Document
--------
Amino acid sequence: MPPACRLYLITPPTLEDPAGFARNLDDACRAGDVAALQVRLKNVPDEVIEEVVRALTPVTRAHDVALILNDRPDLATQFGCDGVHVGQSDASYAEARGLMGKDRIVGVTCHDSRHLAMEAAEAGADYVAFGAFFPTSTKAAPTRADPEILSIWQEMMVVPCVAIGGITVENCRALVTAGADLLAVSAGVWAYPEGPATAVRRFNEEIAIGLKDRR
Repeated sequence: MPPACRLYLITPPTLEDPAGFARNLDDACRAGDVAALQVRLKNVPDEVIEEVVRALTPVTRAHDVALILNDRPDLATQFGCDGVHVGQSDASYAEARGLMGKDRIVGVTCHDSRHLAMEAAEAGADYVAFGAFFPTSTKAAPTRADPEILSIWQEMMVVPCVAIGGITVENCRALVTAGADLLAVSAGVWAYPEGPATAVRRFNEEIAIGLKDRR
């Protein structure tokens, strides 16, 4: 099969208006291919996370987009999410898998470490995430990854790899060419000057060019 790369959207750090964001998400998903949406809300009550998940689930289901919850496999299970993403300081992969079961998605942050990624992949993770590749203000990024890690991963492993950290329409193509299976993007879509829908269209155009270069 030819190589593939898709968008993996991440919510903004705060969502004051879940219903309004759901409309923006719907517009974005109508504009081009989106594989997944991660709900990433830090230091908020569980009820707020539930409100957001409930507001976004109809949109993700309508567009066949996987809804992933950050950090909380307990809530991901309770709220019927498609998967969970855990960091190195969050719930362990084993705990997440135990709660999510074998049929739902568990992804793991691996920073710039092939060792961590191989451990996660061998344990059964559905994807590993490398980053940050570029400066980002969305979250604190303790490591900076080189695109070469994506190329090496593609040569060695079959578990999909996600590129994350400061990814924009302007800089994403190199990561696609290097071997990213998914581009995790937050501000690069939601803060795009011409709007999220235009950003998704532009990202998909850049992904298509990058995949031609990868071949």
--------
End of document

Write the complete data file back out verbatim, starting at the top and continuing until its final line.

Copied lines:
Amino acid sequence: MPPACRLYLITPPTLEDPAGFARNLDDACRAGDVAALQVRLKNVPDEVIEEVVRALTPVTRAHDVALILNDRPDLATQFGCDGVHVGQSDASYAEARGLMGKDRIVGVTCHDSRHLAMEAAEAGADYVAFGAFFPTSTKAAPTRADPEILSIWQEMMVVPCVAIGGITVENCRALVTAGADLLAVSAGVWAYPEGPATAVRRFNEEIAIGLKDRR
Repeated sequence: MPPACRLYLITPPTLEDPAGFARNLDDACRAGDVAALQVRLKNVPDEVIEEVVRALTPVTRAHDVALILNDRPDLATQFGCDGVHVGQSDASYAEARGLMGKDRIVGVTCHDSRHLAMEAAEAGADYVAFGAFFPTSTKAAPTRADPEILSIWQEMMVVPCVAIGGITVENCRALVTAGADLLAVSAGVWAYPEGPATAVRRFNEEIAIGLKDRR
């Protein structure tokens, strides 16, 4: 099969208006291919996370987009999410898998470490995430990854790899060419000057060019 790369959207750090964001998400998903949406809300009550998940689930289901919850496999299970993403300081992969079961998605942050990624992949993770590749203000990024890690991963492993950290329409193509299976993007879509829908269209155009270069 030819190589593939898709968008993996991440919510903004705060969502004051879940219903309004759901409309923006719907517009974005109508504009081009989106594989997944991660709900990433830090230091908020569980009820707020539930409100957001409930507001976004109809949109993700309508567009066949996987809804992933950050950090909380307990809530991901309770709220019927498609998967969970855990960091190195969050719930362990084993705990997440135990709660999510074998049929739902568990992804793991691996920073710039092939060792961590191989451990996660061998344990059964559905994807590993490398980053940050570029400066980002969305979250604190303790490591900076080189695109070469994506190329090496593609040569060695079959578990999909996600590129994350400061990814924009302007800089994403190199990561696609290097071997990213998914581009995790937050501000690069939601803060795009011409709007999220235009950003998704532009990202998909850049992904298509990058995949031609990868071949």